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This week 50 years ago: Frere Hall declared protected monument

This week 50 years ago: Frere Hall declared protected monument

NO, it hasn’t happened just now. Everybody knows that the magnificent Frere Hall building is a protected heritage structure. The title of this piece refers to a news story published on June 25, 1965 in Dawn’s Karachi city page. In those days there used to be only one city page and reports about the metropolis usually did not cover much space. But this news item was given a decent display.

So what did the report say? Well, according to it, Frere Hall, a century-old building situated at Bagh-i-Jinnah, had been declared a protected monument by the Central government. The other important bit of information it provided was that the building was designed by English architect Lt-Col Clair Wilson.

It would not be a bad idea to share some more information on this high quality stone-made work of construction, since these days Karachi is being co-opted by many groups but not its works of architecture which were once an integral part of the city’s strong municipal identity. Frere Hall was one of the first, if not the first, neo-Gothic structures of the city constructed for civic purposes. This meant it was supposed to serve as a venue for lectures, concerts and stage productions. It was built in honour of Sir Bartle Frere, a commissioner in Sindh and governor of Bombay (now Mumbai), who in the mid-19th century, it is believed, played a proactive role in imparting a ‘modern’ look to the province of Sindh. It is also said that a dozen architects presented their blueprints for consideration of which Clair Wilson’s design was approved. Hats off to whoever approved it, because the building is in a league of its own.

In 1965, if on the one hand colonial structures were being protected, on the other hand some new recreational spaces were being planned for which designs were invited. On June 24, it was learnt that the city would have an ‘ideal beauty spot’, a hill park at an altitude of 165 feet, ‘creating a variety of entertainment’, near PECHS under the KDA Scheme 13-A at an estimated cost of about one million rupees. Thet development was to start after the approval of design for which the KDA had earmarked Rs10,000 to be given to the best designer. Well, Hill Park, when it was first open to the public, was a sight to behold. How many people visit it 50 years later is anybody’s guess!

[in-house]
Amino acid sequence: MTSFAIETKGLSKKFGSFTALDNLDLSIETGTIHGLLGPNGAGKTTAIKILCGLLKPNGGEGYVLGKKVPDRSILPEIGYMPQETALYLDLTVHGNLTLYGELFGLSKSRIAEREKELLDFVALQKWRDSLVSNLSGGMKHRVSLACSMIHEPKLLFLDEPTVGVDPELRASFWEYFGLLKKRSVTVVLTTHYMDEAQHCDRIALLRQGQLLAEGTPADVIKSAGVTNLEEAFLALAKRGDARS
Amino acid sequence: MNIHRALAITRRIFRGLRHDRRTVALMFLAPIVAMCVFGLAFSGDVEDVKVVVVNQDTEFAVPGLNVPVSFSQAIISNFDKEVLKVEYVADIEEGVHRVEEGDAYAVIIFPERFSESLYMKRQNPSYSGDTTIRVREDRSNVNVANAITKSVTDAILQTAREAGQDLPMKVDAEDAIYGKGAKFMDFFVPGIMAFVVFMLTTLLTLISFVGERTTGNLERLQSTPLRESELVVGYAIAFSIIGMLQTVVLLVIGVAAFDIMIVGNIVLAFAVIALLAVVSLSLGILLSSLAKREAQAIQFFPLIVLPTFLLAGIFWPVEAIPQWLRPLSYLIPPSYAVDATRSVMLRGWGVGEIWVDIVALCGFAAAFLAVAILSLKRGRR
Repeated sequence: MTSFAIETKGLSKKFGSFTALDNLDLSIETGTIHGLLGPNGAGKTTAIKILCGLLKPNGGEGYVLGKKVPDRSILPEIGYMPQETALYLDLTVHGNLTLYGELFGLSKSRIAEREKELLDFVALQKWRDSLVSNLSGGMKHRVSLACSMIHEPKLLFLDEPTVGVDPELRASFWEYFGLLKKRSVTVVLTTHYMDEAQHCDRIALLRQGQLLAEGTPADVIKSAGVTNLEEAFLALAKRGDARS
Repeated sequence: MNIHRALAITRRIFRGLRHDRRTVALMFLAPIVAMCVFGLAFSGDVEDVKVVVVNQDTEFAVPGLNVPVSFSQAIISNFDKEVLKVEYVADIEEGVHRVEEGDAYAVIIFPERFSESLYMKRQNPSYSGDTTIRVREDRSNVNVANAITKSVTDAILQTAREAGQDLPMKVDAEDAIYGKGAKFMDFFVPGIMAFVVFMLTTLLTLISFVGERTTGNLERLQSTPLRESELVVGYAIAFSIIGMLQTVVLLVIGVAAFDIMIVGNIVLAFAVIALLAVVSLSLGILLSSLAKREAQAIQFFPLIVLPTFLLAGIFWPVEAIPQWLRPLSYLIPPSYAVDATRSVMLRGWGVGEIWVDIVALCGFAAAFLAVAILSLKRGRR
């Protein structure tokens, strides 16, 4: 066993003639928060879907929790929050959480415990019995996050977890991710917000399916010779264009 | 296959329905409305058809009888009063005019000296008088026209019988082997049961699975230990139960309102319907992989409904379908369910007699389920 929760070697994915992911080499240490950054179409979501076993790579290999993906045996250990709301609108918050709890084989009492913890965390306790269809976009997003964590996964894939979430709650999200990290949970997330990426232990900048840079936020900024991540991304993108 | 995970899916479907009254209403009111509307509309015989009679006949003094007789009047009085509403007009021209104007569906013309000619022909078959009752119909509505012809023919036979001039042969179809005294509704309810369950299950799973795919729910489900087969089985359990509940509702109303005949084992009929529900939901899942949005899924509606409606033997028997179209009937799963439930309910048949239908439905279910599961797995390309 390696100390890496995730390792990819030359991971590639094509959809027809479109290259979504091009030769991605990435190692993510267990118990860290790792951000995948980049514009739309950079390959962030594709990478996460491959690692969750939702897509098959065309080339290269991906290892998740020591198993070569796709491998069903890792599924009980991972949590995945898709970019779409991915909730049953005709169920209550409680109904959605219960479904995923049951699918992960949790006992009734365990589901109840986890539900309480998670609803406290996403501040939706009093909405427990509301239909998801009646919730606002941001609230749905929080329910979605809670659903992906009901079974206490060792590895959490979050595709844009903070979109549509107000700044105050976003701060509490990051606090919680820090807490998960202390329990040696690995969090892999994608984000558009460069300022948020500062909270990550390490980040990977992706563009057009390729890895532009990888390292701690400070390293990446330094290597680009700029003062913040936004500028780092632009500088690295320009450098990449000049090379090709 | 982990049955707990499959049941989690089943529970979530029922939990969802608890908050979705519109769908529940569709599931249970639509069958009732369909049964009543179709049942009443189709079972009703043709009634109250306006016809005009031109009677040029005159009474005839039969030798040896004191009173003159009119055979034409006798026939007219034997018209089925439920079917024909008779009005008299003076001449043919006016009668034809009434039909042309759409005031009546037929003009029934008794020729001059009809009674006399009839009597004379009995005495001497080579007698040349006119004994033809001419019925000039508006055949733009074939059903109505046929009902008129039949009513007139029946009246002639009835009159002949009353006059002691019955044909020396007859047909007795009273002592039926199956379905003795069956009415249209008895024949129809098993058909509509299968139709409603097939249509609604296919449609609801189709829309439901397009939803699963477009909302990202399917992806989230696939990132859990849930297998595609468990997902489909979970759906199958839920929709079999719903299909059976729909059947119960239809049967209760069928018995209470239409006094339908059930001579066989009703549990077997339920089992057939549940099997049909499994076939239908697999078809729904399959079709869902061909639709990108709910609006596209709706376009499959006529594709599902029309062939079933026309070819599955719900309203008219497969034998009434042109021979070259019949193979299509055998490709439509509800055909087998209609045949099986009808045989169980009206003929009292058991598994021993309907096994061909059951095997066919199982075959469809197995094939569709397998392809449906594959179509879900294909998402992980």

Then, as has often been discussed in this column, there have always been things which never needed a rethink or a fresh perspective, such as banning books. These days there’s quite a bit of debate surrounding the proposed cyber crime bill. It’s nothing new. In a government gazette issued on June 25 it was notified that the government had prohibited bringing into Pakistan any copy of The Carpet Beggars by Harold Robins. The notification did not specify the reasons for the prohibition.

On a lighter note, which is what Karachi lives by, on June 26, a select audience enjoyed an entertaining variety show organised by Islamia Club at Hotel Metropole. The artistes who performed at the event included Ahmed Rushdie, Nahid Niazi, Moslehuddin, Firdausi Begum, S. B. John, Fareeda and Meena. My word, what a stellar lineup! Wouldn’t you want to go back in time and be at the hotel to see these artistes sing and dance? Absolutely!

Published in Dawn, June 22nd, 2015

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